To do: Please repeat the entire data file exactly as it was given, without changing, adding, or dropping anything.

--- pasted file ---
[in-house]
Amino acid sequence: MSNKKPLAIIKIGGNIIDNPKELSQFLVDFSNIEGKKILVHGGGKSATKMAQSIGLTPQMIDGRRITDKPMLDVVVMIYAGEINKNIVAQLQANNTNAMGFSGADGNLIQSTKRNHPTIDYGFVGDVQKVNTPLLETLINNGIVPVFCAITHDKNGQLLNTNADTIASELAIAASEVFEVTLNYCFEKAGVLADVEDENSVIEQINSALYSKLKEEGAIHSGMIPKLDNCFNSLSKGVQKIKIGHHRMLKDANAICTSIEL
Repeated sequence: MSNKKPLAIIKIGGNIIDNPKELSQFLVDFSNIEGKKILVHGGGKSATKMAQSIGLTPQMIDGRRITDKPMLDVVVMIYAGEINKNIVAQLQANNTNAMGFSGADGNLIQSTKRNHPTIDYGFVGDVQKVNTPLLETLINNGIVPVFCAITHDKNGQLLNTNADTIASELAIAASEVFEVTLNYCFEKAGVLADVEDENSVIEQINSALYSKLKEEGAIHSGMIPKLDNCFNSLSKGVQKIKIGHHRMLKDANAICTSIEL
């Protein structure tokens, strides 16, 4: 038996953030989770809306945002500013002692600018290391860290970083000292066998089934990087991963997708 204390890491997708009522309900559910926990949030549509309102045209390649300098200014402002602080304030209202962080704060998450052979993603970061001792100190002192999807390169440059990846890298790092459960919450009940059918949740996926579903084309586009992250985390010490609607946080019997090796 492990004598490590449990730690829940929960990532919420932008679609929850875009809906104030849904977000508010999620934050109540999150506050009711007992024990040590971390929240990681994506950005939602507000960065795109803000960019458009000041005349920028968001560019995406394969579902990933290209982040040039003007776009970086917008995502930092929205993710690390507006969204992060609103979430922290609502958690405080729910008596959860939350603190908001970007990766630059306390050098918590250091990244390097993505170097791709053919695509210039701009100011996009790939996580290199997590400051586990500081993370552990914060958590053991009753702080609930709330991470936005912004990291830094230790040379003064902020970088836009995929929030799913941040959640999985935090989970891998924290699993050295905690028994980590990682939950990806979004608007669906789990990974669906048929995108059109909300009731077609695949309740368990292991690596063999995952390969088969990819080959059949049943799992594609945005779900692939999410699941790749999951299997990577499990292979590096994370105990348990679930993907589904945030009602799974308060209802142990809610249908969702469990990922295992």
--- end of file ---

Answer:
[in-house]
Amino acid sequence: MSNKKPLAIIKIGGNIIDNPKELSQFLVDFSNIEGKKILVHGGGKSATKMAQSIGLTPQMIDGRRITDKPMLDVVVMIYAGEINKNIVAQLQANNTNAMGFSGADGNLIQSTKRNHPTIDYGFVGDVQKVNTPLLETLINNGIVPVFCAITHDKNGQLLNTNADTIASELAIAASEVFEVTLNYCFEKAGVLADVEDENSVIEQINSALYSKLKEEGAIHSGMIPKLDNCFNSLSKGVQKIKIGHHRMLKDANAICTSIEL
Repeated sequence: MSNKKPLAIIKIGGNIIDNPKELSQFLVDFSNIEGKKILVHGGGKSATKMAQSIGLTPQMIDGRRITDKPMLDVVVMIYAGEINKNIVAQLQANNTNAMGFSGADGNLIQSTKRNHPTIDYGFVGDVQKVNTPLLETLINNGIVPVFCAITHDKNGQLLNTNADTIASELAIAASEVFEVTLNYCFEKAGVLADVEDENSVIEQINSALYSKLKEEGAIHSGMIPKLDNCFNSLSKGVQKIKIGHHRMLKDANAICTSIEL
């Protein structure tokens, strides 16, 4: 038996953030989770809306945002500013002692600018290391860290970083000292066998089934990087991963997708 204390890491997708009522309900559910926990949030549509309102045209390649300098200014402002602080304030209202962080704060998450052979993603970061001792100190002192999807390169440059990846890298790092459960919450009940059918949740996926579903084309586009992250985390010490609607946080019997090796 492990004598490590449990730690829940929960990532919420932008679609929850875009809906104030849904977000508010999620934050109540999150506050009711007992024990040590971390929240990681994506950005939602507000960065795109803000960019458009000041005349920028968001560019995406394969579902990933290209982040040039003007776009970086917008995502930092929205993710690390507006969204992060609103979430922290609502958690405080729910008596959860939350603190908001970007990766630059306390050098918590250091990244390097993505170097791709053919695509210039701009100011996009790939996580290199997590400051586990500081993370552990914060958590053991009753702080609930709330991470936005912004990291830094230790040379003064902020970088836009995929929030799913941040959640999985935090989970891998924290699993050295905690028994980590990682939950990806979004608007669906789990990974669906048929995108059109909300009731077609695949309740368990292991690596063999995952390969088969990819080959059949049943799992594609945005779900692939999410699941790749999951299997990577499990292979590096994370105990348990679930993907589904945030009602799974308060209802142990809610249908969702469990990922295992």